Reasoning on the Topic of Crime, Ofshe’s Experiment

Every time, when a person is charged with a crime, his life is put at stake. It is evident that every mistake made during the interrogation, and the hearing of a case may be fatal and may put an innocent person behind bars. In this case, the consequences of this error may be unpredictable, but they are almost sure to destroy a person’s life. Legal history remembers a number of unconventional cases when a certain verdict was passed on the basis of tricks of mind and memory.

A vivid example of the treacherousness of human memory was the case that devastated the small town of Olympia, on November 28, 1988, and held the inhabitants of the town in the state of utmost terror. That was the case of Paul Ingram, who was accused of sexual abuse of his children and participation in illegal satanic rituals. The detention took place “amid expressions of shock from his community” (Loftus 529). What is more, the case involved many other people from Ingram’s surroundings, who were also accused of the girls’ sexual abuse and taking part in satanic rituals. However, the evidence to prove this was not contributed. It is worth mentioning that Mr. Ingram was the father of a highly respected family, he himself was a “former deputy in the Olympia, Washington, sheriff’s office and a devout member of the Church of Living Water” (Olio and Corner 1183).

At the beginning of the interrogation, Ingram did not admit his guilt, but after several hours of questioning, he pled guilty, though later he pled not guilty. He got a sentence of imprisonment and was set free in 2003. Still, the process of his interrogation claimed the attention of a sociologist, Richard Ofshe, who suggested a hypothesis that the reason for Paul Ingram’s confession was that he was hypnotized by the officials who were conducting the procedure of interrogation and because of the phenomenon of false memories that appeared in the course of interrogation under the influence of the procedure itself and suggestions made during it.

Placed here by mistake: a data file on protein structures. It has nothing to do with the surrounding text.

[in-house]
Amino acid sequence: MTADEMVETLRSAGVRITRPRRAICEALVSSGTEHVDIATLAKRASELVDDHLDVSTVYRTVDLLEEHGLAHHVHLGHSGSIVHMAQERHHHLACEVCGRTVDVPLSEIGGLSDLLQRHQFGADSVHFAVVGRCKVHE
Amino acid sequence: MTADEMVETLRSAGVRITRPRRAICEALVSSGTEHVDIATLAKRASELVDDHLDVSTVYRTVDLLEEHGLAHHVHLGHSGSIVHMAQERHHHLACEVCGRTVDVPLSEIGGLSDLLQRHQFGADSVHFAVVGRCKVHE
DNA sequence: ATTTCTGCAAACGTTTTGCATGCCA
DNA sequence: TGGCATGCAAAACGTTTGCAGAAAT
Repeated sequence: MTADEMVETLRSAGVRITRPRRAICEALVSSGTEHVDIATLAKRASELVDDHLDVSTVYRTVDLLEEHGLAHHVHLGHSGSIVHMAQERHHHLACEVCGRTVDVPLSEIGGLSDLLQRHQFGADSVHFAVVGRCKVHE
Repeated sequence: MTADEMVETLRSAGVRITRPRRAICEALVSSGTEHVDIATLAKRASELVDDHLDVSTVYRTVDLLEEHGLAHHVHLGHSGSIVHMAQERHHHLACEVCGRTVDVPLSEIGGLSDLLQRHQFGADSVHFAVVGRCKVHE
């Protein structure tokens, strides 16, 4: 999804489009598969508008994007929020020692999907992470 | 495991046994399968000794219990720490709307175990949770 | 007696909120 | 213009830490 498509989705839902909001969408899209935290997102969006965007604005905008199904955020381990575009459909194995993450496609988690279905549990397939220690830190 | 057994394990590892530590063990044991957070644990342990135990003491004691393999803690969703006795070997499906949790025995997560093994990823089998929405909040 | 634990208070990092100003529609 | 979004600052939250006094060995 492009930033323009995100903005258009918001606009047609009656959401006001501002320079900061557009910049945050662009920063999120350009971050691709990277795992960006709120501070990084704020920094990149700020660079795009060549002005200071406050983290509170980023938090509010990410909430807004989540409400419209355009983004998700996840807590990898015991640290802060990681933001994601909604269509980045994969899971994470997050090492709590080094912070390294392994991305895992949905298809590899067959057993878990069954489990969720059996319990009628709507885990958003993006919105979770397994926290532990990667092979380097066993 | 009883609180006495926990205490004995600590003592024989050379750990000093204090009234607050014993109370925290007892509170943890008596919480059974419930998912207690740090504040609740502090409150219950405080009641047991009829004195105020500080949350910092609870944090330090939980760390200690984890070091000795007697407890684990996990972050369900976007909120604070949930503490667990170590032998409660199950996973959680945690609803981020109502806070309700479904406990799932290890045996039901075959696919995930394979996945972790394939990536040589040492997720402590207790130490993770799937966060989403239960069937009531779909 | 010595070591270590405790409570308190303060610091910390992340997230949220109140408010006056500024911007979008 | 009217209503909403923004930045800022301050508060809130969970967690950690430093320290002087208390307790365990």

It is known that Richard Ofsche conducted the experiment that took place during the first day of his work on the case. He made up a false accusation that had not been recorded by the testimonies of Ingram’s daughters. He asked the accused if he could remember his forcing the children to have sexual relations with each other and his observation of the incest. Ingram could not recollect that at first, but later he confessed to the accusation. This was the essence of Ofshe’s experiment and his main evidence of the innocence of the accused. The task that is topical now is to determine if Ofshe’s experiment, his position, and contribution to the case of children’s sexual abuse were reliable or not and to decide if the case of repressed memory took place.

We believe, that, first of all, the reliability of the sociologist’s experiment could be questioned. Richard Ofshe used a situation that hypothetically could occur under the circumstances of the case if the cases of children’s abuse really took place. It could be possible that the girls simply did not mention the details; what is more, one of the daughters later gave testimony that corresponded to this situation. This is why, on the one hand, the recollections of the event by Ingram could be real, but on the other hand, the girl’s later testimony could be inspired by this experiment.

Among other disputable statements made by Ofshe, we may mention his idea that the defendant was forced to admit his guilt. In fact, Wright says that Ingram knew the men, Vukich and Schoening, who conducted the interrogation, and they bore no grudge against him; what is more, the judge could not believe the enormity of the accusation as well (Wright 60). This situation, when the officials knew Ingram, was even more advantageous for him, in comparison with the interrogation that could be conducted by impartial officials.